Most NFT creators are using different NFT platforms and marketplaces, need to use various tools for social interaction and self-promotion and of course they mint, swap and burn. Sometimes they burn out.
The Rabbit Hole
When you discover the NFT space, perhaps especially if you are trying to discover the Hic Et Nunc universe, you quickly find yourself digging deeper and deeper. This produces a strange kind of motivation, because you are discovering new things, you learn about new platforms and a lot of tools, you connect with dozens of people in the space and perhaps you get impressed by thousands of artworks and creative experiments.
The rabbit hole is the entrance to unknown worlds and you might experience a lot.
The journey into the unknown can be wild, interesting and reminds you of the early internet times, where you had absolutely no clue of what’s coming next or even where to go.
Because of a natural fragmentation of the ‘new world’, especially in a decentralized space, there is no single place which you could call the ultimate home base. The Hic Et Nuncers and many other NFT people adapted to this lack of mature social platforms (which we all knew from the web 2.0) by re-using what they had, Twitter for instance. Because Twitter is not avantgarde any more, you will find also a heavy use of discord or other tools.
Marketplaces like OpenSea or Hic Et Nunc have not established a real substitute for the old social platforms of the Web 2.0. In consequence people continued to use Twitter, Instagram etc. to connect, to promote and potentially even to collaborate.
Twitter was a very intensively used channel for any kind of NFT talk during the last months. And you will find the same hashtag usage on Instagram as well, like #cleanNFT, #NFT etc. The platform-community specific exchange of Hic Et Nunc is happening on discord, but most of the individual promo and shill-posting happens on Twitter.
If you are looking out for ways to present your stuff as a whole, then you need to consider first, which platform is supporting which blockchain (so that your NFTs can be loaded), and then – how you want to present you work. Are you going to buy some virtual land to place a gallery on the ground or would you like to have a classical website experience? Perhaps you are planning to create some voxel artifacts for the metaverse and like to sell on a specific platforms like Sandbox or Decentraland? Or are you looking out for a classical art community (like DeviantArt in the early days)? Right now, you will find plenty of options, a lot of different flavors and many tools for certain uses cases. So creating and promoting art today is connected to permanent research and exploration.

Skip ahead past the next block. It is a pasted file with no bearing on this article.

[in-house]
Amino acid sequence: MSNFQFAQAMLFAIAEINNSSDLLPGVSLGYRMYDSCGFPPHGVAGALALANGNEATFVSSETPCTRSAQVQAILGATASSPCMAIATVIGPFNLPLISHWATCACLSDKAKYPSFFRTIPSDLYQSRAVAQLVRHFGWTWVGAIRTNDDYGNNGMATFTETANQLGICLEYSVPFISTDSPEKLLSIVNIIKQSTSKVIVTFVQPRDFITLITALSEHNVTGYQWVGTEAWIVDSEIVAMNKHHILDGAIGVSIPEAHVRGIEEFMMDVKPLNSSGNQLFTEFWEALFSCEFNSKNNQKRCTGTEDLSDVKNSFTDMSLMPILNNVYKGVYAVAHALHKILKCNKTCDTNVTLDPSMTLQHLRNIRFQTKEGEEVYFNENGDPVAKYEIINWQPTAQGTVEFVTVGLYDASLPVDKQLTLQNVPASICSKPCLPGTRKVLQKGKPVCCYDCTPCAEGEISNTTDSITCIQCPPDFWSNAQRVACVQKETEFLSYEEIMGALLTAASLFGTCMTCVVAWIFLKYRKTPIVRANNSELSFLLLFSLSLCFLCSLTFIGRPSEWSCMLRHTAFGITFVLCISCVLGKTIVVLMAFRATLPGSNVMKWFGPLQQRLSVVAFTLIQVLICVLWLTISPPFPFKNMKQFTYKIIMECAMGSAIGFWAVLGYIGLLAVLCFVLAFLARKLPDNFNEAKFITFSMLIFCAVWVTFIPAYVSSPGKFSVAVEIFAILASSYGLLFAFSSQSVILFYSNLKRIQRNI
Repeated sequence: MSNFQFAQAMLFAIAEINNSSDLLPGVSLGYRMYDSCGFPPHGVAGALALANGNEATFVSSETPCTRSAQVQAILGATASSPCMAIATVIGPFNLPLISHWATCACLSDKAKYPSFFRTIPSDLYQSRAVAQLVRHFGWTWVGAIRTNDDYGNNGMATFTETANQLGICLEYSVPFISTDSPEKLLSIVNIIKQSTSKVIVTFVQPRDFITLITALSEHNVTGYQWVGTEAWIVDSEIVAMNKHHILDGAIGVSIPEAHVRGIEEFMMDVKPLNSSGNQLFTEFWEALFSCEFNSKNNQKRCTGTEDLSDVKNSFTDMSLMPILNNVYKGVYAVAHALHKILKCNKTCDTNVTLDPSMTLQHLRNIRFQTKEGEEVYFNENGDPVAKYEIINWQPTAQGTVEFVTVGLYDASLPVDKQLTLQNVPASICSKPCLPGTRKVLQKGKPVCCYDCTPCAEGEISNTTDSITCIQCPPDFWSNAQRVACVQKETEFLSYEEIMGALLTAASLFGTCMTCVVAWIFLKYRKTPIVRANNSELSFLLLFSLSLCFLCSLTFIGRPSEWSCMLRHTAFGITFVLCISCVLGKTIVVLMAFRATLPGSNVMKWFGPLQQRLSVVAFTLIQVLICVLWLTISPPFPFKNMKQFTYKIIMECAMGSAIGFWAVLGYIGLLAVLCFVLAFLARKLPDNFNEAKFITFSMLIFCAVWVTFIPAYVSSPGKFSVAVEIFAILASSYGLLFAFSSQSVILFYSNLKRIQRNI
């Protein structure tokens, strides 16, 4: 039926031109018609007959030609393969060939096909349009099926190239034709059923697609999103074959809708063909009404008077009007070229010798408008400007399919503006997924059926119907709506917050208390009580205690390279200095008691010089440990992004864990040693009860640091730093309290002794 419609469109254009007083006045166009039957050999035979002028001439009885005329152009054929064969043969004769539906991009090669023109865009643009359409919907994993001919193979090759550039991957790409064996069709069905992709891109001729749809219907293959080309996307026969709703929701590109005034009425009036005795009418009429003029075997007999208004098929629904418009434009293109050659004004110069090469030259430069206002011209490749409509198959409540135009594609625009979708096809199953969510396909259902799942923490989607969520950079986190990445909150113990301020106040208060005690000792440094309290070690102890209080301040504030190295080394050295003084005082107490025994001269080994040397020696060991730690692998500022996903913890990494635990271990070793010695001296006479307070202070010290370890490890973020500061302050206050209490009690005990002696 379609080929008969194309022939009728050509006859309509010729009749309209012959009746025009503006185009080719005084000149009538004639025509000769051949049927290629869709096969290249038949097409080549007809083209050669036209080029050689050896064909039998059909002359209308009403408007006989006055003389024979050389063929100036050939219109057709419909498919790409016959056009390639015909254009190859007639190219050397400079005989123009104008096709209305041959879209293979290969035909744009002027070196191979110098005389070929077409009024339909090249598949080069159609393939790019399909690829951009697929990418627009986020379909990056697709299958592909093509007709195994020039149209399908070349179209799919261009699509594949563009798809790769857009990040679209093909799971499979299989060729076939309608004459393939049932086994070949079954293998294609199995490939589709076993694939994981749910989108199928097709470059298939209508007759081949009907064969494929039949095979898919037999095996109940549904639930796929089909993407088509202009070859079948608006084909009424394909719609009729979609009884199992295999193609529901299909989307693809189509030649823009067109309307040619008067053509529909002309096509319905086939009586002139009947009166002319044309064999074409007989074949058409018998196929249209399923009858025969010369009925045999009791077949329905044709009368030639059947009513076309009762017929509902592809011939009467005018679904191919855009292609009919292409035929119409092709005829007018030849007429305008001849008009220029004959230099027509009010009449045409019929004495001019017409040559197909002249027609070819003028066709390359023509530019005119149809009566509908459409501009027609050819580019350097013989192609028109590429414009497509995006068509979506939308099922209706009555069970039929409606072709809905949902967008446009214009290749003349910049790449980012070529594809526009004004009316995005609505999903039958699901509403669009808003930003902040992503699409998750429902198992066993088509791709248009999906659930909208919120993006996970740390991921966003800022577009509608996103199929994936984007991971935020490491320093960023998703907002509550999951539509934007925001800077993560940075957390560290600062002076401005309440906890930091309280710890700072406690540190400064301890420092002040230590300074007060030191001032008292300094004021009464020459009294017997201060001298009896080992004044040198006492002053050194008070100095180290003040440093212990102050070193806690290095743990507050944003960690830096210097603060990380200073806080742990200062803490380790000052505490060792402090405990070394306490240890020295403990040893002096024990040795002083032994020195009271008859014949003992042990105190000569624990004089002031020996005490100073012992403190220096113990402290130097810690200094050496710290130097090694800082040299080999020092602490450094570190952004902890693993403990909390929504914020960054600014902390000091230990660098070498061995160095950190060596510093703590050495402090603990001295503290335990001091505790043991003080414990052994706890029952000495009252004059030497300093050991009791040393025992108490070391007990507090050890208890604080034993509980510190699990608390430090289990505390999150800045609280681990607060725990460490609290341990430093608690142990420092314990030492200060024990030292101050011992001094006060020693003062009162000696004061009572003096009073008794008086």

Many NFT guys are using words like ‘stress’ or ‘burn-out’.
Not only because all NFT creators do the Beeple, but also because the attention span of the audiences for a Tweet can be surprisingly short. That’s why people are tweeting very often to not drop out of attention. The sales success of NFTs correlates with social media activities (at least if you are not a rockstar). So the promotion of own artworks is needed to reach and attract collectors or to point existing fans in the direction of a new work. So that’s why many NFT artists work, post, work, post, seek shill posts, comment, like, work, post, sleep, eat and repeat. This can be stress!
The stress-level obviously got intensified by circumstances of the pandemic scenario of course, in which many people were finally glued to their computer.
On Twitter people say that they took some weeks of as a break, they used a few days for meditation or enjoyed nature as a counter-activity. I think it’s fair to say, that there is stress in the rabbit hole and that communicative / promotional pressure connected to art should be handled in smarter ways perhaps.
Environments in transition
Things are moving fast these days, nothing is for granted.
The nihilistic and fakeful Trump-Twitter could be transformed into an inspiring art-Twitter (which is a massive improvement for the entire world and good news for each individual soul connected). So change happened. More change will come. Old platforms might erode, new platforms might lead to new layers of complexity and fragmentation at the same time. But then some platforms are beginning to re-connect the silos again (for example based on cross-chain or social media integrations). New capabilities and traditional features of the collective past (of a web 1.0 – 2.0) got merged in some places already to bridge audiences and to lower barriers. New curators, blogs (not only like this one) and community-driven working groups are trying to aggregate relevant information, to sort and summarize what’s going on. So perhaps the rabbit hole can be entered more easily based on some personalized guidance.
We are all moving along the hype cycle, but it seems that we passed the first peak.
After the phase of inflated expectations, after the disillusionment things will stabilize and the requirements for tools and platforms will shape new environments.
So relax …
By definition, the rabbit hole is the beginning of a journey